Chirag Patel and Kalyan Tota are eager to share their traditional Indian dishes with the community at their new restaurant, Cilantro Indian Cuisine. The two business partners offer a varied menu of tandoori, biryani, naan and other spicy concoctions in downtown Winter Garden in the former Orange Crate Café location.
The owners hope the inclusion of spices won’t deter diners from trying their restaurant.
“The mentality is that Indian food is spicy,” Patel said. “But any one of these we can make mild. What makes us different is we do mild. Eighty-five percent of our clientele is an American crowd, so it has to be mild. Medium has to be medium.”
The mildest meal on the menu, he said, is the butter chicken.
The Cilantro menu is full of vegetarian entrees, such as Baingan Bharta, Channa Masala and Paneer Makhani; a variety of chicken sizzlers served in an iron skillet with mixed vegetables and cilantro rice; tandoori plates; biryani rice dishes with multiple meat choices; and a variety of chicken, goat, lamb and shrimp meals.
Patel recommends the Chicken Curry, Paneer Makhana, Paneer Tikka Masala, Kadai Paneer and Aloo Gobi. His favorite meal is the curry dish Vindaloo.
FROM SUBS TO CILANTRO
Patel, who was born in India and moved to the Orlando area 25 years ago, has had several business ventures. He opened a Quiznos submarine sandwich franchise and, later, an American restaurant called Zenzi in downtown Orlando.
Following the 2009 recession, Patel desired to do something different and, in 2015, started an Orlando night club, Haven, which offered deejay music and theme nights. He sold it four years later because he was away from home too much and wanted to spend more time with his wife, Pooja Zagda, and their two children, who now are 8 and 13.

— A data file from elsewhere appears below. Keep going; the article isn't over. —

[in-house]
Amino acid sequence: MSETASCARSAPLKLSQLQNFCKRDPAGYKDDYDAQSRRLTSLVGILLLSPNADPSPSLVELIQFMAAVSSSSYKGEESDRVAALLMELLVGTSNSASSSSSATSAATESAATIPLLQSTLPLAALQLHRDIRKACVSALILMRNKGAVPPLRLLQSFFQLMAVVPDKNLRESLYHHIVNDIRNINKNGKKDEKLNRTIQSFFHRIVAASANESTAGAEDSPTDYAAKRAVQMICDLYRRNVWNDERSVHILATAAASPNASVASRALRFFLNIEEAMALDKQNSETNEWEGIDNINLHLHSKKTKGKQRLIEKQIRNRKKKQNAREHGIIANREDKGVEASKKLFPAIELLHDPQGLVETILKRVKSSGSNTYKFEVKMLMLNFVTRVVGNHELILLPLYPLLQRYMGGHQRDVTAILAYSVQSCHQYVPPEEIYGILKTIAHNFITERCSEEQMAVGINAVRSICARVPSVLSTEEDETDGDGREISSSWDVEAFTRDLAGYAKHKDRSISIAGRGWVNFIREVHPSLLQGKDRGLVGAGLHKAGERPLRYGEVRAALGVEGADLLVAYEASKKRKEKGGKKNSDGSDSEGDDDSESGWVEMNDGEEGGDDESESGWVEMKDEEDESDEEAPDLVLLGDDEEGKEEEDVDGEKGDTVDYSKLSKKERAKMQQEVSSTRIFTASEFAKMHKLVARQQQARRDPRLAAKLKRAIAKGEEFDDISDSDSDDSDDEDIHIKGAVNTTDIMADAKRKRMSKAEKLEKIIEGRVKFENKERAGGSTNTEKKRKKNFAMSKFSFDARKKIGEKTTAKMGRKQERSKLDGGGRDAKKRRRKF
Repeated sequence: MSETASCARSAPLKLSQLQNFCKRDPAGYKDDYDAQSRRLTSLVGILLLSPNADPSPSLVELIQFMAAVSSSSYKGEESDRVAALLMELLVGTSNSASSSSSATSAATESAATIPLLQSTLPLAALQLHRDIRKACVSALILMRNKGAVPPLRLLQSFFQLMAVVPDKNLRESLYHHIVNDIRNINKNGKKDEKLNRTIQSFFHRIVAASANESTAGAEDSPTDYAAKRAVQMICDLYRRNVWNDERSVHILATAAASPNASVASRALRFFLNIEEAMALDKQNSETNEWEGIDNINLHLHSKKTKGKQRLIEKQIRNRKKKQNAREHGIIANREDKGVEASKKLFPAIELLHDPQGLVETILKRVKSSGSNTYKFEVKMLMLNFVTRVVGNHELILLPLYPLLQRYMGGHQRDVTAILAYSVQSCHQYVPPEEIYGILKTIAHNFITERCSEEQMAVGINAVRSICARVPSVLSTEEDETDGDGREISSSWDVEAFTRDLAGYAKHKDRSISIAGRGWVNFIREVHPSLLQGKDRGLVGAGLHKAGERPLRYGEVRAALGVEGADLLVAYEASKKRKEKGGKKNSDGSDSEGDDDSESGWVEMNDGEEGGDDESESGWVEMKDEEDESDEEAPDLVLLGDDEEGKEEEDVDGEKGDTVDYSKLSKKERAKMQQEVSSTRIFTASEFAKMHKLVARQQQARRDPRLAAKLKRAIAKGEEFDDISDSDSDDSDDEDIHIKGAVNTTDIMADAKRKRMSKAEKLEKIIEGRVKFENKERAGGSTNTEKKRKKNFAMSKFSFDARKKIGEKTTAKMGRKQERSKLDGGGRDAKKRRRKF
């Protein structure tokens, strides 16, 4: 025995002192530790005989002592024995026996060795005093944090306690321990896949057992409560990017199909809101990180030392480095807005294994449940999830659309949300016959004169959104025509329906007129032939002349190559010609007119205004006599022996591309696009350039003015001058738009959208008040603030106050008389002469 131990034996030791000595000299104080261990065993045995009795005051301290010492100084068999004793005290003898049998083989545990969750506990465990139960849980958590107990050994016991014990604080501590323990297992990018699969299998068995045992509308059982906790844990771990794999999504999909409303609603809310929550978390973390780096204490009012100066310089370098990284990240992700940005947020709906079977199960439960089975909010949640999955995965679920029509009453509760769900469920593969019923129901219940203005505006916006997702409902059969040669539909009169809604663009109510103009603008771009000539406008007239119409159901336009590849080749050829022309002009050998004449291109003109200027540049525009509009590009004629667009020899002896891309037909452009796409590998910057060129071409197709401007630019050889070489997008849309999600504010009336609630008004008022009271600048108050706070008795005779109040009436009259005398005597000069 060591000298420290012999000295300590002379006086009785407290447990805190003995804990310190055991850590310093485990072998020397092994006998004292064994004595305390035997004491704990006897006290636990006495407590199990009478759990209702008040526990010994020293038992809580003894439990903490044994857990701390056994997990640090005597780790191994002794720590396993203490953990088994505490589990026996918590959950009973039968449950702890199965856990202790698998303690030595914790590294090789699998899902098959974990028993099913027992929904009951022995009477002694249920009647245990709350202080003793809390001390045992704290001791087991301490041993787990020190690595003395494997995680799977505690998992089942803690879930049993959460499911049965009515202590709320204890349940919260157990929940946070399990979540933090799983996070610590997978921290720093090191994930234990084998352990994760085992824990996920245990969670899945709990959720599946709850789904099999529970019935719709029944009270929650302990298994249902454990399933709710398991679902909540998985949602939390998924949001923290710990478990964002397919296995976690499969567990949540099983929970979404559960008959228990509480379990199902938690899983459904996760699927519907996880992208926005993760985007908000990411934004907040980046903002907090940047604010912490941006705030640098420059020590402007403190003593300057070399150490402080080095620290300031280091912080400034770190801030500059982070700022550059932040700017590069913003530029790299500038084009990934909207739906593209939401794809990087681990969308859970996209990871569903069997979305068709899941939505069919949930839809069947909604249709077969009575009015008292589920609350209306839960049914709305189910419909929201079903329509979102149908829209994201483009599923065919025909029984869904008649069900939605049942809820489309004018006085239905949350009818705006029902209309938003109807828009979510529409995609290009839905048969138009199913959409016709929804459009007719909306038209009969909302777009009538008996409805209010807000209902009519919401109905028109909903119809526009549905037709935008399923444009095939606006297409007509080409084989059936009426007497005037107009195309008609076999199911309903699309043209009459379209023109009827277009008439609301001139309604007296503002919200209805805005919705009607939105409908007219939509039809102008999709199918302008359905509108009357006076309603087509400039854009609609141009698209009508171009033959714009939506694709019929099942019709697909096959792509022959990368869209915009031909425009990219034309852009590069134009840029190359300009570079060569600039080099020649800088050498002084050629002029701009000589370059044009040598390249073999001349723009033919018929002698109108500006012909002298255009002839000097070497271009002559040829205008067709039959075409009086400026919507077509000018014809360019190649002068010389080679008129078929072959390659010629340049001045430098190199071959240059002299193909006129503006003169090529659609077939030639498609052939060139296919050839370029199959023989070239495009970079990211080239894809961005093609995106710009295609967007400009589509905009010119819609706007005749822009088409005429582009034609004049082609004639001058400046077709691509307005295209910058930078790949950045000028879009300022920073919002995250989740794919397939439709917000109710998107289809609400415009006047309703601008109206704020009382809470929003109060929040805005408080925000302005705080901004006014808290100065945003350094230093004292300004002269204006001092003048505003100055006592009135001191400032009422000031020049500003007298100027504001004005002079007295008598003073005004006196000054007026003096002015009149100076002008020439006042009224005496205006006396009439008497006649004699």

A few years ago, Patel was introduced to Spice Culture, an Indian grocery store on South Dillard Street in Winter Garden. The storefront had kitchen space, so Patel and Zagda, along with family members Neerav and Twisha Saghani, started Spice Kitchen, a takeout restaurant, in the middle of the pandemic.
When the grocery store went on the market last year, Patel and Kalyan took over and made plans to move to a different location. For now, the store and restaurant will remain where they are while Patel and Kalyan concentrate on the new business.
The name of the new restaurant comes from the herb that serves as a basic ingredient in many Indian dishes. Patel said he never expected to open Cilantro so close to Spice Culture, but when the space opened in downtown Winter Garden, he knew this is where he was meant to be. He is thrilled at the idea of introducing Indian cuisine into the Plant Street corridor.
Patel hopes patrons will enjoy the ambience and allow time for their food to arrive at their table.
“The difference between other restaurants and us is — I always tell people who come in and order, ‘Our time frame is different because most of the stuff is made scratch,’” he said. “We make it fresh from the order. I know it takes time here, but people appreciate how fresh it is.”